Tomorrow is the Reddit AMA which I’m doing in conjunction with the Orbit fantasy writing workshop. If you’re as unfamiliar with Reddit as I was before now, you can relax. It’s actually pretty easy.

If you’re already a Reddit member, sign in to the Fantasy bulletin board – the BB. If you’re not, you can sign up with a new membership first then go to the Fantasy BB. On the right hand side of the Fantasy BB is a list of upcoming AMAs. Click on my name, and you’ll get into my AMA where you can post a question for me to answer, or just read what other people have to say.

Here is the schedule:

9pm Sydney time (12midday London time/7am New York time/4am California time) – I log on and begin answering questions until midnight Sydney time (3pm London time/10am New York Time/7am California time.)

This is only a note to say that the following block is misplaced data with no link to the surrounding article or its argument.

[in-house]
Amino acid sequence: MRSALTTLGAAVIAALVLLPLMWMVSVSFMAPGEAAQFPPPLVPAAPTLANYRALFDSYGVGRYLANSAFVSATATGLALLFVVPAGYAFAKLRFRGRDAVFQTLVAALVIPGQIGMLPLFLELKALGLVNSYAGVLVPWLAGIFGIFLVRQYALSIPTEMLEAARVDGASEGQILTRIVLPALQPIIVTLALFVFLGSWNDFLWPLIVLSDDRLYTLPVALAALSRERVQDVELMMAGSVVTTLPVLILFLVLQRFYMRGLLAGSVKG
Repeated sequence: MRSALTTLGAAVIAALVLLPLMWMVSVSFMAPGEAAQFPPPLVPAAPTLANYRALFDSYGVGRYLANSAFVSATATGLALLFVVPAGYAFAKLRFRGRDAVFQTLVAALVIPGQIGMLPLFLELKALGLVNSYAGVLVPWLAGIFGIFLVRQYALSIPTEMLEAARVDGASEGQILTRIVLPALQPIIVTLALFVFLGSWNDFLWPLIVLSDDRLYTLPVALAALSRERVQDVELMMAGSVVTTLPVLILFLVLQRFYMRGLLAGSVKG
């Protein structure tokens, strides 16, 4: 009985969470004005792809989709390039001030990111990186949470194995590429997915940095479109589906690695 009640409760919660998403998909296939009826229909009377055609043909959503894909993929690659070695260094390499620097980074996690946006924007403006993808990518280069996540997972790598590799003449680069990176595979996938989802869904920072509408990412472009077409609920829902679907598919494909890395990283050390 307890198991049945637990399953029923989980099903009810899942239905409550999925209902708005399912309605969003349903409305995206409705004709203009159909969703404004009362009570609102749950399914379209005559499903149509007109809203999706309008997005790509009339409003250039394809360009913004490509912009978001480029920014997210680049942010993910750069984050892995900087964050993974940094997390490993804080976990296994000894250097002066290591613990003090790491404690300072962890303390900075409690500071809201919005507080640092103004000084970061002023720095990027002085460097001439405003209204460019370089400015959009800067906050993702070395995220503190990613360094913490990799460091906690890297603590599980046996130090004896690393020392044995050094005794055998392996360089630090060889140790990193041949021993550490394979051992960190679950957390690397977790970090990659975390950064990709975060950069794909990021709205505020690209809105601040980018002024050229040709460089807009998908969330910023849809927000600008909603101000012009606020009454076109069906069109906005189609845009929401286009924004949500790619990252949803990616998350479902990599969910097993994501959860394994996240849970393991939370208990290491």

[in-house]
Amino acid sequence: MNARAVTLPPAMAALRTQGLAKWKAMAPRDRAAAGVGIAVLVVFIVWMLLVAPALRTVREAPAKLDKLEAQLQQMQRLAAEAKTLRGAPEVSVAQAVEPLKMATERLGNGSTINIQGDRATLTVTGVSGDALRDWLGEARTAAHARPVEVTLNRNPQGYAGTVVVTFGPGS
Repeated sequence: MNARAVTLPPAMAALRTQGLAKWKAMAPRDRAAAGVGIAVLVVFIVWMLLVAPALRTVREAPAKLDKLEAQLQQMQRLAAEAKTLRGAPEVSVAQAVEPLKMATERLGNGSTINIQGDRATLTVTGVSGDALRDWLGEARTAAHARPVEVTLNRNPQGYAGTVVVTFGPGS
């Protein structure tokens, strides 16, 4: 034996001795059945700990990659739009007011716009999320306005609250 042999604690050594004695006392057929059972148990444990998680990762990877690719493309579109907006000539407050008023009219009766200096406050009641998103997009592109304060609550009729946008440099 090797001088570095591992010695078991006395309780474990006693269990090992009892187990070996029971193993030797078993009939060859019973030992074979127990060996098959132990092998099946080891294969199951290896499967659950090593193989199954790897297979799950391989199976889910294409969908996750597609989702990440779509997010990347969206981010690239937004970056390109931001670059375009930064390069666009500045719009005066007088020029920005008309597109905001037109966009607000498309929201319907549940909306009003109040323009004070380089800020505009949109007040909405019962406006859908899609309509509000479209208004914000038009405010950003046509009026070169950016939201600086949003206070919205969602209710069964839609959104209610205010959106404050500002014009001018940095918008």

I sleep until 30th July 7am Sydney time (9pm London time/4pm New York Time/1pm California time) and then to log in to finish answering questions.

Here is the link to the Reddit Fantasy BB.

Guest Post: David B. Coe

David B. Coe is another fantasy author whom I met through the work before meeting him in person. I have the clearest memory of reading and recommending David’s books when I had my bookshop. Imagine my joy (and relief!) when I discovered he is a truly lovely guy as well as an entertaining writer. I have read Spell Blind,  the first book in his new urban fantasy series, and it’s a great addition to the genre, highly recommended. It now gives me great pleasure to share this Q&A David and I did recently, to celebrate the upcoming release of his two new books: His Father’s Eyes (August 4) and Dead Man’s Reach (out now) … DBJacksonPubPhoto800